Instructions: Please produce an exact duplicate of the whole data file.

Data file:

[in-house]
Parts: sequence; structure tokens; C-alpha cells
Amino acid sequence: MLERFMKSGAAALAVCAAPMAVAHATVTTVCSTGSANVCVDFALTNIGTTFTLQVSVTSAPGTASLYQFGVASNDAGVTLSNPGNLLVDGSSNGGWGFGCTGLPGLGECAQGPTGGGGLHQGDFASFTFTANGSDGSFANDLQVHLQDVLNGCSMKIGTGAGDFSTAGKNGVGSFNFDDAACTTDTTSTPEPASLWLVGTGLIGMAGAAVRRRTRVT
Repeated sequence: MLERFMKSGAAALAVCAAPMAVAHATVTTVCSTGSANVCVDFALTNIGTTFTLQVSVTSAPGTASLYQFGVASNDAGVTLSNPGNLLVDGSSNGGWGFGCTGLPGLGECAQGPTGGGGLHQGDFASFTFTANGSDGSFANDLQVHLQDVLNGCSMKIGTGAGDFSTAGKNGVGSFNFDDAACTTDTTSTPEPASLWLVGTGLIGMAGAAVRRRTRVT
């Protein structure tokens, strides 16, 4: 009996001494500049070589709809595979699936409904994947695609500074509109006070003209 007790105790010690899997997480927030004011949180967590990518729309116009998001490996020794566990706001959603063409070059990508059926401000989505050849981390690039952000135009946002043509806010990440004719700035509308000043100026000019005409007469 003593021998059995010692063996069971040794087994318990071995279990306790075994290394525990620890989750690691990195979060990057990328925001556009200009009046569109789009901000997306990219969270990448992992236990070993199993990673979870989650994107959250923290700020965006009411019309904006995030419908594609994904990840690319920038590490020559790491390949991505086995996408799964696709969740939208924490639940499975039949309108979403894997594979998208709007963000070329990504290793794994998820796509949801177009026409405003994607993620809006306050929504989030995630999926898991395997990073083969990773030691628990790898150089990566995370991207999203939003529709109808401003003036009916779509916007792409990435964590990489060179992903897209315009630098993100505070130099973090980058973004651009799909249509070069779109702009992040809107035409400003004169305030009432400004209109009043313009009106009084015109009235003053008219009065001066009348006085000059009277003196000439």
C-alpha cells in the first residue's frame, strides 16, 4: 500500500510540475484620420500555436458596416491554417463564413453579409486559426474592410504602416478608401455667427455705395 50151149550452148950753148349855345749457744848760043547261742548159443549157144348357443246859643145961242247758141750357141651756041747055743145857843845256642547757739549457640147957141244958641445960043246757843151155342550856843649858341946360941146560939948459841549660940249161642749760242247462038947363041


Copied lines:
[in-house]
Parts: sequence; structure tokens; C-alpha cells
Amino acid sequence: MLERFMKSGAAALAVCAAPMAVAHATVTTVCSTGSANVCVDFALTNIGTTFTLQVSVTSAPGTASLYQFGVASNDAGVTLSNPGNLLVDGSSNGGWGFGCTGLPGLGECAQGPTGGGGLHQGDFASFTFTANGSDGSFANDLQVHLQDVLNGCSMKIGTGAGDFSTAGKNGVGSFNFDDAACTTDTTSTPEPASLWLVGTGLIGMAGAAVRRRTRVT
Repeated sequence: MLERFMKSGAAALAVCAAPMAVAHATVTTVCSTGSANVCVDFALTNIGTTFTLQVSVTSAPGTASLYQFGVASNDAGVTLSNPGNLLVDGSSNGGWGFGCTGLPGLGECAQGPTGGGGLHQGDFASFTFTANGSDGSFANDLQVHLQDVLNGCSMKIGTGAGDFSTAGKNGVGSFNFDDAACTTDTTSTPEPASLWLVGTGLIGMAGAAVRRRTRVT
């Protein structure tokens, strides 16, 4: 009996001494500049070589709809595979699936409904994947695609500074509109006070003209 007790105790010690899997997480927030004011949180967590990518729309116009998001490996020794566990706001959603063409070059990508059926401000989505050849981390690039952000135009946002043509806010990440004719700035509308000043100026000019005409007469 003593021998059995010692063996069971040794087994318990071995279990306790075994290394525990620890989750690691990195979060990057990328925001556009200009009046569109789009901000997306990219969270990448992992236990070993199993990673979870989650994107959250923290700020965006009411019309904006995030419908594609994904990840690319920038590490020559790491390949991505086995996408799964696709969740939208924490639940499975039949309108979403894997594979998208709007963000070329990504290793794994998820796509949801177009026409405003994607993620809006306050929504989030995630999926898991395997990073083969990773030691628990790898150089990566995370991207999203939003529709109808401003003036009916779509916007792409990435964590990489060179992903897209315009630098993100505070130099973090980058973004651009799909249509070069779109702009992040809107035409400003004169305030009432400004209109009043313009009106009084015109009235003053008219009065001066009348006085000059009277003196000439």
C-alpha cells in the first residue's frame, strides 16, 4: 500500500510540475484620420500555436458596416491554417463564413453579409486559426474592410504602416478608401455667427455705395 50151149550452148950753148349855345749457744848760043547261742548159443549157144348357443246859643145961242247758141750357141651756041747055743145857843845256642547757739549457640147957141244958641445960043246757843151155342550856843649858341946360941146560939948459841549660940249161642749760242247462038947363041